Is metal music popular in Hungary or is it still relatively underground given AWS going to Eurovision last year?
"Metal genre in the past, was completely suppressed in Hungary. Nonetheless, many people like it, although it has always been banished from the mainstream media. Fortunately, things have started to change in the last couple of years. You can hear rock and metal performances on radio and television more and more often, which is very encouraging for Hungarian artists. AWS is an excellent band and we were all very happy that they participated in the Eurovision Song Contest, showing the world that rock music is actually alive in Hungary!"
Do you feel there is a lack of 'Cyber Metal' bands these days? What influenced you in creating your 'sci-fi metal' sound?
"Honestly, I never followed the current trends in the world of metal music, and as to which sub-genre is favoured by more people at a certain time. I know a few bands, who write songs with a similar theme, but the work of the New Age composers such as Jean-Michel Jarre, Mike Oldfield, Vangelis, Enya had the greatest impact on our music. Old electronic artists: Kraftwerk, Tangerine Dream, and Aphex Twin also affected our work. Eternal favourites from the metal genre include Death, Cynic, Atheist, and Morbid Angel."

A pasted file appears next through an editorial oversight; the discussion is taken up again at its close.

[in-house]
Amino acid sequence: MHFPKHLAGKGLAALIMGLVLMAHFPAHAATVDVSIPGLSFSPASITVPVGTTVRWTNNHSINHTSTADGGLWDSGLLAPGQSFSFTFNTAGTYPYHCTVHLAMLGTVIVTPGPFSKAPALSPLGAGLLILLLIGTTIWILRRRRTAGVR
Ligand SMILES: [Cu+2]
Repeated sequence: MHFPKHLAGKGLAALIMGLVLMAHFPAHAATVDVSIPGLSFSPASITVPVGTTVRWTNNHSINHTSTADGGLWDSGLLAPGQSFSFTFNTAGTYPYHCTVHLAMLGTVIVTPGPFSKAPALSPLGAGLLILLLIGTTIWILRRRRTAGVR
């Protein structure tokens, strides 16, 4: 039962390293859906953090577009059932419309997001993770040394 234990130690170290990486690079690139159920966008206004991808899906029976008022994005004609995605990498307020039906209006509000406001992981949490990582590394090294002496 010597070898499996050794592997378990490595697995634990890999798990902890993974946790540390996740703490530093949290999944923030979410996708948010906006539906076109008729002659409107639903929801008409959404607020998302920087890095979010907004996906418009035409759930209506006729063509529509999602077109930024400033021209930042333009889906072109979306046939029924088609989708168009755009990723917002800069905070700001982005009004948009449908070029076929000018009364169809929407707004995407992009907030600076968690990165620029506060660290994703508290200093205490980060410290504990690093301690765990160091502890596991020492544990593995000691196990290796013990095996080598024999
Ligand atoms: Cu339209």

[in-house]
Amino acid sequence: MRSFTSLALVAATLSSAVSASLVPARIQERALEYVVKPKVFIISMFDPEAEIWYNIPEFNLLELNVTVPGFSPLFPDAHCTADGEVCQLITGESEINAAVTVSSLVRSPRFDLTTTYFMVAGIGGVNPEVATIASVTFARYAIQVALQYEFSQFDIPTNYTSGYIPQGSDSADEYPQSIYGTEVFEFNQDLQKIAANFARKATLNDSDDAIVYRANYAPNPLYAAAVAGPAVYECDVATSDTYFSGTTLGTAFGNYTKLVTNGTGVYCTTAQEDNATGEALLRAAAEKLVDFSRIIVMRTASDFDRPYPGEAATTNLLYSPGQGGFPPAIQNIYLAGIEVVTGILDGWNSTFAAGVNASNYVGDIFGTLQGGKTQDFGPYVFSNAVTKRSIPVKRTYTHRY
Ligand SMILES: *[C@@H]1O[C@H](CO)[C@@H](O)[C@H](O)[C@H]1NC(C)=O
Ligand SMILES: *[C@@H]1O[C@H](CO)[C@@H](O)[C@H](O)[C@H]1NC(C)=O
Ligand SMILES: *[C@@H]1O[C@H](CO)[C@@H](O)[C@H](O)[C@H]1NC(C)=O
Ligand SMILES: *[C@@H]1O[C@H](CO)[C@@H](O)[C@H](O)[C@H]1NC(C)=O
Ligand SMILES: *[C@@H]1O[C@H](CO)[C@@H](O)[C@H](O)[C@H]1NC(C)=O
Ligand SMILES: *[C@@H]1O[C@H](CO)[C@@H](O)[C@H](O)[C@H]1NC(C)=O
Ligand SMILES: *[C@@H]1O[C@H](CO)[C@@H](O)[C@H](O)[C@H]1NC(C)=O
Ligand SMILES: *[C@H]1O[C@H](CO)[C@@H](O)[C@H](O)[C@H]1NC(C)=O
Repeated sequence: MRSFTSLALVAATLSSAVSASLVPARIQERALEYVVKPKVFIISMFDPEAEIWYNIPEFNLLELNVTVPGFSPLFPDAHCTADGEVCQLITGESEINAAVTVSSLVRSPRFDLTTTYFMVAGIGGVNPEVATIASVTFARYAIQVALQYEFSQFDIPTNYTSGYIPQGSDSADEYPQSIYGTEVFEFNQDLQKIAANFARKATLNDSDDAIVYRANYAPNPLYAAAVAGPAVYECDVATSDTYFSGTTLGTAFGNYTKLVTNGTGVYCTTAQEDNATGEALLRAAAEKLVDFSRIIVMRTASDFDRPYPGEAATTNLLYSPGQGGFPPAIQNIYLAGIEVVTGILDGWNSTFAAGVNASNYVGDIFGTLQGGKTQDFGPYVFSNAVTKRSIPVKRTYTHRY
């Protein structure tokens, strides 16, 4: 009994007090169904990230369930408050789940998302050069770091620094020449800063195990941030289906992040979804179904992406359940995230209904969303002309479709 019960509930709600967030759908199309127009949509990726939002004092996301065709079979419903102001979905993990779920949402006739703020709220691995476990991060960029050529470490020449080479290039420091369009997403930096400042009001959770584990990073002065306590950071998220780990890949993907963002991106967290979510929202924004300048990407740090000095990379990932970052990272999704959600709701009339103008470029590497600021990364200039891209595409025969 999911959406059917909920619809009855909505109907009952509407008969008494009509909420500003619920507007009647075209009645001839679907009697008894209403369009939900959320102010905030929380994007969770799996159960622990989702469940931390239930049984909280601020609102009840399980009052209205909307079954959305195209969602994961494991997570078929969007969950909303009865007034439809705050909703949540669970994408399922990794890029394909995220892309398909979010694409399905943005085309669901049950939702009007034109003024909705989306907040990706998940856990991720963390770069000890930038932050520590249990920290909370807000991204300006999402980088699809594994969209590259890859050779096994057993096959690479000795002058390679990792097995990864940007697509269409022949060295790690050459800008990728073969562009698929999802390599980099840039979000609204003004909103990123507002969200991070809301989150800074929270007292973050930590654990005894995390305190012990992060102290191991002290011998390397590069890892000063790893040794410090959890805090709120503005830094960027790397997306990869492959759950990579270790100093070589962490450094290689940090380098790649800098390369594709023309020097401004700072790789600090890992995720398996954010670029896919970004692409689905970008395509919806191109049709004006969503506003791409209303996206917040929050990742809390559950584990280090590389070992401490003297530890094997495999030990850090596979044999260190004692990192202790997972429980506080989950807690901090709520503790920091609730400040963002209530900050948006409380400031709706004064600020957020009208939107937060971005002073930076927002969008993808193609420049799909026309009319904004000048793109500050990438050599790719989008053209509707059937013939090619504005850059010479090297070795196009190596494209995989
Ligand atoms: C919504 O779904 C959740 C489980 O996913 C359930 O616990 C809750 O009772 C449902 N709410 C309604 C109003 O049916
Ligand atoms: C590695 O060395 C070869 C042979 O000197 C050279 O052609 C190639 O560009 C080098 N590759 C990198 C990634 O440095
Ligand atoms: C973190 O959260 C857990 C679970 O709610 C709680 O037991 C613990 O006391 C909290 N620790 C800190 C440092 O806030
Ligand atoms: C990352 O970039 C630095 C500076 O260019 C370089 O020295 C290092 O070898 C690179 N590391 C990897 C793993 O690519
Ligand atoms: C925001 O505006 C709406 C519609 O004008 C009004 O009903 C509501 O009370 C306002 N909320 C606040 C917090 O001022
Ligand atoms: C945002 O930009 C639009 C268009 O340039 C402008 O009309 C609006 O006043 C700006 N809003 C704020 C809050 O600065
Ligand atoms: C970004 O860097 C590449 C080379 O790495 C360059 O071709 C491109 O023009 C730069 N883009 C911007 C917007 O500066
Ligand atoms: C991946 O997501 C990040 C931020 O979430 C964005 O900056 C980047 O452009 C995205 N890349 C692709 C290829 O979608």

What is the Hungarian Metal scene like in terms of venues, festivals, media, etc?
"There are many metal festivals organised in the summer in Hungary, and these events attract large audiences. There are clubs nationwide, but these don't generally have many visitors. Fortunately for the media, things are getting better: there is press available in print and also on the internet, and we have internet based radio. There used to be a Rock TV channel, but if I'm not mistaken, it doesn't work any more."
For metalheads visiting Kazincbarcika, what sights / attractions could you recommend? Any favourite places of yours?
"We used to have favourite places... since the late '90s, things have been getting worse in our area. Poverty, desolation. These are the characteristics of our region for the most part. As a result, the clubs were closed down one after the other, and the audience slowly disappeared. The last club in town closed in 2018 on New Year's Eve. We were the last performers at the club. We are hoping that this downtrend will end one day, and that there will be active musical life in the city once again. "
What plans does Mytra have for 2020 after the album release? Are there any greetings you wish to send out?
"Organizing concerts, shooting a new music video, and writing new songs. Fortunately, we have collected plenty of ideas for the next album. And we'll see the rest! Thank you for the interview Rhys, and we would also like to thank Global Metal Apocalypse for the opportunity. Our special thanks goes out to the dear readers, for reading this, and devoting a few minutes of attention to us!"